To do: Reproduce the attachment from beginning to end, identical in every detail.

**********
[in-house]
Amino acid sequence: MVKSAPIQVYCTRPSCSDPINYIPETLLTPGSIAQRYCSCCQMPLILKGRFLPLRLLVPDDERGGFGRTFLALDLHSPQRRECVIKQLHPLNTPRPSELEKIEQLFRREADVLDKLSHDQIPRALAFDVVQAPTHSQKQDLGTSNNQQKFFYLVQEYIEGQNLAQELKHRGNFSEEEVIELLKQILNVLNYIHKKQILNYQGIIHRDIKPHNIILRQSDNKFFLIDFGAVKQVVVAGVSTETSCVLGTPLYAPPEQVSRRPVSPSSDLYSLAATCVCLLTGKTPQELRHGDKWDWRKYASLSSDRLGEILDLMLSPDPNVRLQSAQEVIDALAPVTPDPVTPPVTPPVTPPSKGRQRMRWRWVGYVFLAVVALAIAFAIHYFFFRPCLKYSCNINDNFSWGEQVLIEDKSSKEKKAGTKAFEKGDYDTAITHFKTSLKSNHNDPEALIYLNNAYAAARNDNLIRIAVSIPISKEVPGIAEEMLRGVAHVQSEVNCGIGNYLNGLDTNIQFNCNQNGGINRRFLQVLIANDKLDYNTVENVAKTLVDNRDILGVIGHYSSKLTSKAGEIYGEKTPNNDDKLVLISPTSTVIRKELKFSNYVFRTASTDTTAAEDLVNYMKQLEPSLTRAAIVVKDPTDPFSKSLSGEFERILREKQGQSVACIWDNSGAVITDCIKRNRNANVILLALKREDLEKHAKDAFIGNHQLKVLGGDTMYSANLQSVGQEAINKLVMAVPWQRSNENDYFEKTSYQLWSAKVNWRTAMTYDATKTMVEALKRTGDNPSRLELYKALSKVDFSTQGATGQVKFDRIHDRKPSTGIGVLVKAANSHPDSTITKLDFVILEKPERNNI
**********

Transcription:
[in-house]
Amino acid sequence: MVKSAPIQVYCTRPSCSDPINYIPETLLTPGSIAQRYCSCCQMPLILKGRFLPLRLLVPDDERGGFGRTFLALDLHSPQRRECVIKQLHPLNTPRPSELEKIEQLFRREADVLDKLSHDQIPRALAFDVVQAPTHSQKQDLGTSNNQQKFFYLVQEYIEGQNLAQELKHRGNFSEEEVIELLKQILNVLNYIHKKQILNYQGIIHRDIKPHNIILRQSDNKFFLIDFGAVKQVVVAGVSTETSCVLGTPLYAPPEQVSRRPVSPSSDLYSLAATCVCLLTGKTPQELRHGDKWDWRKYASLSSDRLGEILDLMLSPDPNVRLQSAQEVIDALAPVTPDPVTPPVTPPVTPPSKGRQRMRWRWVGYVFLAVVALAIAFAIHYFFFRPCLKYSCNINDNFSWGEQVLIEDKSSKEKKAGTKAFEKGDYDTAITHFKTSLKSNHNDPEALIYLNNAYAAARNDNLIRIAVSIPISKEVPGIAEEMLRGVAHVQSEVNCGIGNYLNGLDTNIQFNCNQNGGINRRFLQVLIANDKLDYNTVENVAKTLVDNRDILGVIGHYSSKLTSKAGEIYGEKTPNNDDKLVLISPTSTVIRKELKFSNYVFRTASTDTTAAEDLVNYMKQLEPSLTRAAIVVKDPTDPFSKSLSGEFERILREKQGQSVACIWDNSGAVITDCIKRNRNANVILLALKREDLEKHAKDAFIGNHQLKVLGGDTMYSANLQSVGQEAINKLVMAVPWQRSNENDYFEKTSYQLWSAKVNWRTAMTYDATKTMVEALKRTGDNPSRLELYKALSKVDFSTQGATGQVKFDRIHDRKPSTGIGVLVKAANSHPDSTITKLDFVILEKPERNNI